The 'digital election' and the diminishing role of the 'gatekeeper'
Tomorrow night I'm going to the launch of Nic Newman's Reuters Institute paper on "#UKelection2010, mainstream media and the role of the internet". I kept a keen eye on digital media during the election, including making my digital election timeline, and Nic interviewed me as part of his research. I'm looking forward to seeing the final paper.
The prominence of the TV debates stopped the 2010 campaign being seen as a truly 'Internet election', but what was clear to me was that usage of the Internet during the 2010 election demonstrated a further erosion of the traditional media role of 'gatekeeper'.
If we look back to the last pre-web election in 1992, the communication battle lines can be very neatly drawn. Individual politicians were corralled by party machinery, and individual journalists relied on traditional media companies granting them access to broadcast or distribute their reports. There was direct public communication from candidates to constituents only at public meetings and hustings, and in election leafleting with a limited geographical impact. This diagram broadly represents this scenario.
Digital communication began to impact electoral politics in the 1997 and 2001 elections. Traditional media outlets were increasingly operating cross-platform, as both newspapers and television stations began to have websites. Whilst BBC News Online was yet to be launched in 1997, a special election website from the BBC had a digital swing-o-meter amongst other attractions. Interaction between constituent and candidate via digital media was still rare, and whilst most parties had websites by 1996, there was not truly a notion of a 'digital campaign'.
The use of digital communications during a British election campaign was more 'mature' in 2005.
There was also increased digital publishing from the electorate, with blogging platforms having established themselves over the Geocities and 'Personal Home Pages' of the early web years. Third party tools also had an impact for the first time, with sites like TheyWorkForYou having been established during the lifetime of that Parliament. Despite the websites, communication was still mostly top-down however, mediated by party spin-doctors, newspaper editors and TV producers.
The addition of a social media ecosphere in the 2010 election has been transformative. Individual politicians and journalists had the tools to circumvent the party machinery gatekeepers and legacy monopoly publishing channels. Whilst The Guardian was writing a leader urging readers to vote Liberal Democrat (with caveats), followers of Guardian journalist Jemima Kiss on Twitter could see her avatar sporting support for the Greens.
Candidates were using social media to have contact with the electorate which was no longer bounded to a private conversation or a public meeting reported by a third party, but which was public, archivable and searchable. In some cases, like Stella Creasy, they used Twitter to keep a focus on local issues at times when the TV debates or 'bigotgate' were dominating the campaign. Others, like Stuart MacLennan, used Twitter to get deselected. This form of communication with the electorate featured a lot less direct management from the party machine than websites, leaflets or email marketing campaigns.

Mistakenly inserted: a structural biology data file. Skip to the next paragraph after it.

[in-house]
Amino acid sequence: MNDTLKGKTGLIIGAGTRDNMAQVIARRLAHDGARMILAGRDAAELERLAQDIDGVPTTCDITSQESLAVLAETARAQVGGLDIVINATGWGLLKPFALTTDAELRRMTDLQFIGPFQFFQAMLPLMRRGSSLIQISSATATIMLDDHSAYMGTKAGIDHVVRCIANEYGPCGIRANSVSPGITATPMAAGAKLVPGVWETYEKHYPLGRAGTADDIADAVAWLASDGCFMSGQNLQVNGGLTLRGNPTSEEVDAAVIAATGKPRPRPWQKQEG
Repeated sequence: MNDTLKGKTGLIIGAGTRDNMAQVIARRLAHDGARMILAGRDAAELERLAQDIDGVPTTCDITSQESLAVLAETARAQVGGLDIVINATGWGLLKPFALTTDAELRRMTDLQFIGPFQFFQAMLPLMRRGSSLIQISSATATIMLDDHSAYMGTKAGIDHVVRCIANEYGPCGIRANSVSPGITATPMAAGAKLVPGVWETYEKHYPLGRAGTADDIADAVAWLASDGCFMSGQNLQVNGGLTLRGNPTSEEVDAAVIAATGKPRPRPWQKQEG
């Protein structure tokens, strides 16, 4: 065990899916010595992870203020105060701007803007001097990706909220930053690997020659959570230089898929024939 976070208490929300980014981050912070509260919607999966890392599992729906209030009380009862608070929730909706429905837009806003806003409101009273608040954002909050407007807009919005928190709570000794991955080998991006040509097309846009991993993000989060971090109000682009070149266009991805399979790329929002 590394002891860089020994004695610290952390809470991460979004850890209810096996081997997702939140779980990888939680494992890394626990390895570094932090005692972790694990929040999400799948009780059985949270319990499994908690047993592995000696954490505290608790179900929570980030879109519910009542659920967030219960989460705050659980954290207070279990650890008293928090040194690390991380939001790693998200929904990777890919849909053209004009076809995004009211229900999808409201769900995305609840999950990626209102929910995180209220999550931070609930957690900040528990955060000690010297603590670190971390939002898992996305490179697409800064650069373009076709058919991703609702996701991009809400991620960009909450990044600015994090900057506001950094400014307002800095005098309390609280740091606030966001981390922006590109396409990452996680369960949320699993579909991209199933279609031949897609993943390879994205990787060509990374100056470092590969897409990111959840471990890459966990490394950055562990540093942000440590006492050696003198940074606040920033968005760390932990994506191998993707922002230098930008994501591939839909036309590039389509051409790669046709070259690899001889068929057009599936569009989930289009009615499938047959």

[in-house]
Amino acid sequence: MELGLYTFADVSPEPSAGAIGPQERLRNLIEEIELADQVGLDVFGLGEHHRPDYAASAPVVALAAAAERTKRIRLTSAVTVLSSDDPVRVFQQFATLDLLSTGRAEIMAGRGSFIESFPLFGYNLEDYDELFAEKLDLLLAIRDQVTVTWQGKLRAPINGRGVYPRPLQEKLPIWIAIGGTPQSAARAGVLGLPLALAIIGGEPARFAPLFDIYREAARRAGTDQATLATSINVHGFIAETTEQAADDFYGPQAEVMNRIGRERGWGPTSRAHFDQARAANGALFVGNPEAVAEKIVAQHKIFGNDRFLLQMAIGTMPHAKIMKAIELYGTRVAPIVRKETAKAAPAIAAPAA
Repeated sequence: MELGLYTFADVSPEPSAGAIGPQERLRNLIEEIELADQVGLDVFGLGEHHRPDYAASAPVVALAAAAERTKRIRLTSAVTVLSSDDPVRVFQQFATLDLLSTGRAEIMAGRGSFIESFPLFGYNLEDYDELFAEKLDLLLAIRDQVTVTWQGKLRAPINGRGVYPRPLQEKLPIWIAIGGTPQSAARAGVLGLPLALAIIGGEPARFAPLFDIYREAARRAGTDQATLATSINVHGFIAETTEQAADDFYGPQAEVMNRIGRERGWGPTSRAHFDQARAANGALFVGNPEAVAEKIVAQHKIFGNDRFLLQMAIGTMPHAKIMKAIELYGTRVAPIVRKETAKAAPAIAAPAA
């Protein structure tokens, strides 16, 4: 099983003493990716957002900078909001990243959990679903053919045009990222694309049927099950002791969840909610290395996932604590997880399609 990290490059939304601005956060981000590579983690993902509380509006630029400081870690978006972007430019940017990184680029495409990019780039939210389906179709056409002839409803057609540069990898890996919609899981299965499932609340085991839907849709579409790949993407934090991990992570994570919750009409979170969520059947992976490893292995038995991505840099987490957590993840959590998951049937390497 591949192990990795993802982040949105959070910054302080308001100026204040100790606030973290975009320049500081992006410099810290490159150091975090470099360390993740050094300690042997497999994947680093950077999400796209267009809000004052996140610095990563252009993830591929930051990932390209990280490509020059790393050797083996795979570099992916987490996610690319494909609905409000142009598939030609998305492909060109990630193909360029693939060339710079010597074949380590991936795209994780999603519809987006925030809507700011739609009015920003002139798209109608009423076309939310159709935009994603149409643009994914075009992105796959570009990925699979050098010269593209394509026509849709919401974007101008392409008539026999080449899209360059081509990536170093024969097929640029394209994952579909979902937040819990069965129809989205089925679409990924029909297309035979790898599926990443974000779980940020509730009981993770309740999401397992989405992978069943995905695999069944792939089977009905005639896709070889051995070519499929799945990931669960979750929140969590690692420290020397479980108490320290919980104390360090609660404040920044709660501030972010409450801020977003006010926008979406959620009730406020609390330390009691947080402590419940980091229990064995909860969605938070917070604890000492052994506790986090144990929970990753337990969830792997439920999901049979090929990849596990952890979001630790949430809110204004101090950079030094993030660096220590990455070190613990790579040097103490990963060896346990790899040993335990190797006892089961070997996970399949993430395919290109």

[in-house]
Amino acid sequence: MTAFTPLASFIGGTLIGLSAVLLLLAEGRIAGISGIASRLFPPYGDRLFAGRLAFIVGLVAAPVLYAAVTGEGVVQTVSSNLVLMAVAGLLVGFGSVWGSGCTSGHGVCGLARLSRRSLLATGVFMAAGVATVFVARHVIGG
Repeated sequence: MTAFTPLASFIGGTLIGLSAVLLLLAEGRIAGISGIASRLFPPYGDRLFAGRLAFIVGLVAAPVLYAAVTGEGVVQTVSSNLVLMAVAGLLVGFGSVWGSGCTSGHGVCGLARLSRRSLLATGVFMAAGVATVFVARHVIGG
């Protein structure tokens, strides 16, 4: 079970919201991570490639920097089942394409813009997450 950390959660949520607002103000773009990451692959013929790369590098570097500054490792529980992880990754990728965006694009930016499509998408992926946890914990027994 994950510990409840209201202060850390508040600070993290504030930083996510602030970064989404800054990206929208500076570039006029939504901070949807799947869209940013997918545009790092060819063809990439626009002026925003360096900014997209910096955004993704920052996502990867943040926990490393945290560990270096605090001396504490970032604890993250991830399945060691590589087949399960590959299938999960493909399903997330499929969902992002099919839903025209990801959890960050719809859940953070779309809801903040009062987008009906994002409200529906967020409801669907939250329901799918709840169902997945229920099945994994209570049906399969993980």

The most significant development for me, though, was not direct communication from individual politicians or media people to the public, but digital communication about the election amongst the public themselves. Of course, individuals have been able to publish their own content on a webpage since the early 1990s, but for the first time social media hubs like Twitter and Facebook allowed conversation between networks of people to unfold in real-time and in public.
Would, for example, newspapers with a vested interest in maintaining the two party status quo have reported Nick Clegg's performance in the first TV debate so favourably if public opinion hadn't been so abundantly clear immediately as the debate unfolded? The network effect also meant that spoof posters and videos around the campaign were picked up and spread around online before making their way into amusing newspaper compilations.
I don't think anyone is in a position to make a call as to whether the 'digital election' changed the outcome of the vote. In fact, when I chatted with Nic about what I thought about new media during the campaign, my chief observation wasn't a political or digital one.
It was that British people love to be funny.
Much of the social media back channel around the election campaign seemed to be the equivalent of the truculent school kid at the back of the class putting their hand up to make a quip at the teacher's expense, seeking to gain recognition and approval from the rest of the class. The Facebook 'Like' button and Twitter's retweeting mechanism both reinforce this kind of behaviour, allowing users to instantly measure how popular or viral their own contribution to the campaign has been.
The 'digital election campaign' may not have changed the result, but it did make it more fun getting there.